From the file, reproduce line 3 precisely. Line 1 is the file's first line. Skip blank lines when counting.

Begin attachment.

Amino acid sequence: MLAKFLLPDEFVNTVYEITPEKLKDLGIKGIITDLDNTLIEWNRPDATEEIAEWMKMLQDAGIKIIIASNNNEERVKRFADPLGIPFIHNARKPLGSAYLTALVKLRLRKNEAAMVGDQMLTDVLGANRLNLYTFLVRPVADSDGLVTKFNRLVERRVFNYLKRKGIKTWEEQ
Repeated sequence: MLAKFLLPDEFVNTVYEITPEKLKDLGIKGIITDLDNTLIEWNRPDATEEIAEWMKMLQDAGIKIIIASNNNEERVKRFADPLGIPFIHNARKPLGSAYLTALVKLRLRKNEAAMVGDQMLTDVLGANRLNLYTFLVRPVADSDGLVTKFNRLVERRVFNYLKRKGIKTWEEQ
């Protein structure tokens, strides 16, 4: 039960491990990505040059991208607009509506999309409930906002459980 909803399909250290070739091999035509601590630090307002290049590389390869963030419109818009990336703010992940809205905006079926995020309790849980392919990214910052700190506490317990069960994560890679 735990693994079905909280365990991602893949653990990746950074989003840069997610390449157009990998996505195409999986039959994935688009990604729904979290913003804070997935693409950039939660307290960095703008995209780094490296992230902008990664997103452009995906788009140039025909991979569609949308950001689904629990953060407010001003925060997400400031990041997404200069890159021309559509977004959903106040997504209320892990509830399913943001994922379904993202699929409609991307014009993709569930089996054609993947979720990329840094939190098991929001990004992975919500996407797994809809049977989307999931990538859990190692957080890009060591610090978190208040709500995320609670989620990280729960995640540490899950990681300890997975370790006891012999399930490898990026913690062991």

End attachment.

């Protein structure tokens, strides 16, 4: 039960491990990505040059991208607009509506999309409930906002459980 909803399909250290070739091999035509601590630090307002290049590389390869963030419109818009990336703010992940809205905006079926995020309790849980392919990214910052700190506490317990069960994560890679 735990693994079905909280365990991602893949653990990746950074989003840069997610390449157009990998996505195409999986039959994935688009990604729904979290913003804070997935693409950039939660307290960095703008995209780094490296992230902008990664997103452009995906788009140039025909991979569609949308950001689904629990953060407010001003925060997400400031990041997404200069890159021309559509977004959903106040997504209320892990509830399913943001994922379904993202699929409609991307014009993709569930089996054609993947979720990329840094939190098991929001990004992975919500996407797994809809049977989307999931990538859990190692957080890009060591610090978190208040709500995320609670989620990280729960995640540490899950990681300890997975370790006891012999399930490898990026913690062991």